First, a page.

Leicester manager Brendan Rodgers has injury problems of his own, although not to the extent of his successor at Liverpool.

He had hoped to have left-back Timothy Castagne back for the trip to Anfield but the Belgium international suffered a minor set-back in his recovery from a thigh injury.

“He had a few good

Read More
dentist

ANYONE KNOW A GOOD CHILDRENS DENTIST IN ARE FOR A 6 YEAR OLD???

St. Peter’s Church is hosting a Food Drive this Saturday, October 24th. Please help them help others!

It does not seem possible, but the Holiday Season and the winter months are quickly approaching. This is a time of year when food pantries struggle to provide for the needs of the community. This year, because of the Covid-19 pandemic and the resulting increase in the number of our neighbors suffering from layoffs and job loss, our local food pantry is facing a crisis. With so much need, they are finding their resources severely depleted.

In response to this growing need, the Historic Downtown Frankfort businesses will be having a food drive “How We Can” October1 thru November 11. On Saturday, October 24, from 9:00am-12:00pm, in cooperation with our local businesses St. Peter’s United Church of Christ (12 West Sauk Trail, Frankfort, IL 60423, 815-469-2220) will be having a food drop off drive where people can drive thru to drop off their donations. All food and money collected will go directly to the Frankfort Township Food Pantry to help serve the needs of our neighbors.

Please place your donations in the trunk/hatchback of your vehicle. To provide safety for all, masked and gloved volunteers will take your donations so that you need not leave your vehicle. We will also have volunteers, masked and gloved, with buckets to collect your monetary contributions if you so choose.

Please tell your friends and neighbors and encourage them to be a part of this community-wide effort to serve those in our community that find themselves in need of our help.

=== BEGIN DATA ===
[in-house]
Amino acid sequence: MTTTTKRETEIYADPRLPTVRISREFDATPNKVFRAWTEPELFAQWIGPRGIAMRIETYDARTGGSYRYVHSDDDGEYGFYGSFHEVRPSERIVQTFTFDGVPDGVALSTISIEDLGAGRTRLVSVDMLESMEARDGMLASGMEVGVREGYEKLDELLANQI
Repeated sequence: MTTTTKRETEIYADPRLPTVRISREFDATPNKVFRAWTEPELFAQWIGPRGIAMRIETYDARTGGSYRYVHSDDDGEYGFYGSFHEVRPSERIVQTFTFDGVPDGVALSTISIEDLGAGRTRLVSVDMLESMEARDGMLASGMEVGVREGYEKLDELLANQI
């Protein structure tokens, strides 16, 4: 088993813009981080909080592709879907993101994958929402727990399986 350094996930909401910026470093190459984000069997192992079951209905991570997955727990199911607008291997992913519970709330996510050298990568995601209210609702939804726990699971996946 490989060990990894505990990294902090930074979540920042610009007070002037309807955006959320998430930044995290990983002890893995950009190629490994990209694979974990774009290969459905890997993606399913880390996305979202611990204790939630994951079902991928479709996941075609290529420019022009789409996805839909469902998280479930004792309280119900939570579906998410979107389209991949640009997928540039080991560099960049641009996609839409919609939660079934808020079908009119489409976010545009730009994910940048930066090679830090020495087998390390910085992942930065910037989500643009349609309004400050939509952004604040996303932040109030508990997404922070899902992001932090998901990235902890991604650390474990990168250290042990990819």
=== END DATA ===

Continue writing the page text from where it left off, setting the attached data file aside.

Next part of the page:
Source Article

Read More
medicine

Dismantling structural racism in medicine is good for us all

Dr. Rachel Issaka on how to add more diversity to the medical industry. #newdaynw

SEATTLE — Structural racism impacts almost every aspect of our life, even the medical field. Fred Hutch physician, Dr. Rachel Issaka, talked with us about how structural racism affects both doctors of color and patients.

“It’s not the racism between people, but the racism built-in and baked into our society by policies and practices that advantage one group and lead to another group’s disadvantage,” explained gastroenterologist, Dr. Rachel Issaka.

Dr, Issaka’s essay Good for Us All, posted on JAMA (The Journal of the American Medical Association), she shared an experience with a patient who had a hard time accepting that she was one of the physicians on the team.

“When I introduced myself by my name and title as other members of my team had done, and after they had acknowledged, it was to tell me, ‘good for you’,” recalled Dr. Issaka. “The reason is, because within the healthcare field, for generations, white men were the picture of who a doctor looks like.”